PUSHING ahead with a full lockdown lift later this month would be “foolish”, an expert has warned.
Professor Stephen Reicher said the spread of the Indian Covid variant and rising infections mean a June 21 ‘freedom day’ would be a “major risk”.
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People queuing to go into Belmont Health Centre in Harrow, Greater London, for Covid vaccinesCredit: PA
The scientist, a member of the Scientific Pandemic Insights Group on Behaviours (Spi-B) which advises the Government, claimed there is currently enough evidence to say that one of the four key tests for Britain’s roadmap out of lockdown has not been met.
His comments come as ministers and officials work on a secret contingency plan to delay the planned easing of restrictions by two weeks.
Social distancing and face masks could also remain well into the summer amid concerns that the variant that originated in India, now known as Delta, is fuelling a surge in cases.
On Friday. the UK recorded its highest number of new confirmed coronavirus cases – 6,238 – since late March, according to official figures.
Saturday’s figure was down slightly at 5,765 lab-confirmed cases.
Meanwhile data from the Office for National Statistics (ONS) suggested the number of people who had the virus in England has increased by around three-quarters in a week, taking it to its highest tally since mid-April, with the R value between 1 and 1.2.
Prof Reicher said the criteria about the current assessment of the risks not being fundamentally changed by new variants of concern is “not upheld”.
He said: “I think by the Government’s own criteria it’s quite clear that it would be foolish to proceed on the data that we’ve got at the moment. The risk would be very great indeed.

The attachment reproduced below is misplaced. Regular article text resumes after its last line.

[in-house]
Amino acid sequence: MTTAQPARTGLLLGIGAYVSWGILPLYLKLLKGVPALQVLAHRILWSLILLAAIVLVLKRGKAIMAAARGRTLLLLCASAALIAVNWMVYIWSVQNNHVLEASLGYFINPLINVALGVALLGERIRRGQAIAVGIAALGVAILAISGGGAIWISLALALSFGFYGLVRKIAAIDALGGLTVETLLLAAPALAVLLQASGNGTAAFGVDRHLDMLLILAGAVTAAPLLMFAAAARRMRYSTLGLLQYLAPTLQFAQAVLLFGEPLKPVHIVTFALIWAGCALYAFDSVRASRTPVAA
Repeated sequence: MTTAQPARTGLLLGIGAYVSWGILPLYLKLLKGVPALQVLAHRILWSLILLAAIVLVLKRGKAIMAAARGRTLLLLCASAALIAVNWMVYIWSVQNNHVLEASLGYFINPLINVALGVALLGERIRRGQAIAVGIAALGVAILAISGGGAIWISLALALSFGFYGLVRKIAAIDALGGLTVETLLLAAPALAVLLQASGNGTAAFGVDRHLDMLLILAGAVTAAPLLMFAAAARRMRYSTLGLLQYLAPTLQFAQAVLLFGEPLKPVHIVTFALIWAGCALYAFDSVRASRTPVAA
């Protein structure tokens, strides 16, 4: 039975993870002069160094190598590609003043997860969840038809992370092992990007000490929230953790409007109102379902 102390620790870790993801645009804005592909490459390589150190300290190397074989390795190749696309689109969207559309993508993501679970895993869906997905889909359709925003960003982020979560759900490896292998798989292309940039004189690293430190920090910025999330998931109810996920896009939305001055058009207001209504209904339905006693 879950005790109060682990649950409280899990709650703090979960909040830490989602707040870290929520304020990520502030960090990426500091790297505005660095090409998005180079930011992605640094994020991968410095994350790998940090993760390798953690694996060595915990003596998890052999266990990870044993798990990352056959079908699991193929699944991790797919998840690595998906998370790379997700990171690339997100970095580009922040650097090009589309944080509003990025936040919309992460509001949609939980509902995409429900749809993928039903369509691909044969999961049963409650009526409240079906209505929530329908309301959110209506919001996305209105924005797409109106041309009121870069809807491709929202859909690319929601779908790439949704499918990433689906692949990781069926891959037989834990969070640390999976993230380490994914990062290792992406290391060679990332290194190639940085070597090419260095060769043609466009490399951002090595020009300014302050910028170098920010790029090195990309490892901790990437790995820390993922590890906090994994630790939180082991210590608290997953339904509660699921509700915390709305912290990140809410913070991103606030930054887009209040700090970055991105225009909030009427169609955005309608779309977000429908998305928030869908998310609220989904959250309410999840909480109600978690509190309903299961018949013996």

“And of course it’s a balance of risks but I think it would be a major risk to go further in opening up.”
He added: “Again, I make the point that it is about data not dates, and if you make it too much about the dates then you box yourself into a corner and I think that’s what the Government has done.”
A UK Government spokeswoman said “no decision” had been made on whether to ease all coronavirus restrictions on June 21, amid reports Boris Johnson could delay the move by at least a fortnight.
“As the Prime Minister has set out, we can see nothing in the data at the moment to suggest that we need to deviate from the roadmap,” she said.
“We continue to look at the data and the latest scientific evidence and no decision on Step 4 has yet been made.”
It comes as:
Professor Reicher’s comments come as more surge testing is to be rolled out amid community spread of the Delta variant, with everyone aged 12 and above in some postcodes in Reading and Wokingham offered PCR testing from Monday.
Meradin Peachey, director of public health for Berkshire West, said cases are mainly among young people, with “virtually nobody over 60 or anyone who has been vaccinated”.
She told BBC Breakfast: “If the variant spreads and becomes even more, it may mutate again and the big concern is that vaccines won’t work and that’s my big concern.”
Dr Mike Tildesley, a member of the Scientific Pandemic Influenza Group on Modelling (Spi-M) Government advisory panel, said the Government has a “difficult call” to make about easing restrictions on June 21.
He told Times Radio: “The difficult situation the Government have is of course if you delay that then of course you’ll get a smaller subsequent wave.”
But he added: “Of course, if you delay that we know that negatively impacts businesses, people’s livelihoods, and so forth.”